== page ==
But in this sculpture, the pharaoh is about to render service for worship. This is what most of all its attributes sets it apart from the other sculptures of pharaohs. All others were depicted in sculptures standing upright or sitting on a throne projecting majesty, but Akhenaten’s sculpture projects humility of service. Conclusion Egyptian sculpture has it uniqueness and these unique qualities make Egyptian culture all the more worth our attention. Ancient Egyptian civilization was a great civilization knowledgeable in medicine and perhaps even in anatomy.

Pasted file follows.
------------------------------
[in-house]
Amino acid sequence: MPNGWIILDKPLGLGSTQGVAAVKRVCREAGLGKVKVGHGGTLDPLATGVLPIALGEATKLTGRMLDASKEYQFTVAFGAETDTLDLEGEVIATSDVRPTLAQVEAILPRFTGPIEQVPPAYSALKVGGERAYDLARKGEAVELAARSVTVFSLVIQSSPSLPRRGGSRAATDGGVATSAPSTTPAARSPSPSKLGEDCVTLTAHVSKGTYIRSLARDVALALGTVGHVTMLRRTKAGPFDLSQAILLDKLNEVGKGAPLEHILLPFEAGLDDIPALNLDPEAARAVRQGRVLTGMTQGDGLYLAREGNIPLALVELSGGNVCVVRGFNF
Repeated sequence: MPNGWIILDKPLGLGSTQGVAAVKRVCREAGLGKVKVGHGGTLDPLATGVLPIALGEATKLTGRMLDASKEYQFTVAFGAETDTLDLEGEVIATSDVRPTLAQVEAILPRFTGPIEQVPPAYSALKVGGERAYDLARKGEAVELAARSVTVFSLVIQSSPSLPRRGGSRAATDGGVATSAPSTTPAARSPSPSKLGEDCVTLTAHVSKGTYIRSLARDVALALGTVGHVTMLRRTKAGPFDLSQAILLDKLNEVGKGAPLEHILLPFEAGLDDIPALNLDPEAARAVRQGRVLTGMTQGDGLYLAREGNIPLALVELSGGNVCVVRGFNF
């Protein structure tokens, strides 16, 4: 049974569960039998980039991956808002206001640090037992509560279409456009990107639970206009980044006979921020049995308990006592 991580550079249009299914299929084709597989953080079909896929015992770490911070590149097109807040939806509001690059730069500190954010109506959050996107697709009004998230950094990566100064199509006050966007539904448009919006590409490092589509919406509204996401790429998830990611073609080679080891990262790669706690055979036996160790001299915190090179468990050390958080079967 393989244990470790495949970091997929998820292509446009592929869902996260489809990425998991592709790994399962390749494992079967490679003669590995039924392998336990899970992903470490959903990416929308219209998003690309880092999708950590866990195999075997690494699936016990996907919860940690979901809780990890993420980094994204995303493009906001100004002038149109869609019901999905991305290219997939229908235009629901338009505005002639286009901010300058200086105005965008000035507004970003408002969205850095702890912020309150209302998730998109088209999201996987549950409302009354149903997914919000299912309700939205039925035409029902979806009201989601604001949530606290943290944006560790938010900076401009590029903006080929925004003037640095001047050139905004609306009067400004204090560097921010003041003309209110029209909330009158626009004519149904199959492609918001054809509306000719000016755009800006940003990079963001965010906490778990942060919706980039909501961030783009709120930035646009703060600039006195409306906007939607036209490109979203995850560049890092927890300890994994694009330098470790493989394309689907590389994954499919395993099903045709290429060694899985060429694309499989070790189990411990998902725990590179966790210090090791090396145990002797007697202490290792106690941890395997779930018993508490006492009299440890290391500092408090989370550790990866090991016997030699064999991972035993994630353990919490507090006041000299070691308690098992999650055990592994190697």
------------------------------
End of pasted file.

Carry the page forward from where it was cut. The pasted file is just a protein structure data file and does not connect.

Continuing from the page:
Yet unlike the Greeks they dido not make sculptures that followed human anatomic proportions. However, the style they created projected the effects they wanted. Akhenaten’s sculpture is does not possess the same anatomic proportions of Greek sculptures, and the majesty of other Egyptian sculptures, but its beauty lies deep within the meaning it brings with it. It reminds us of the pharaoh, who devoted his life, not to make himself rich, or glorify his name, but to glorify his god.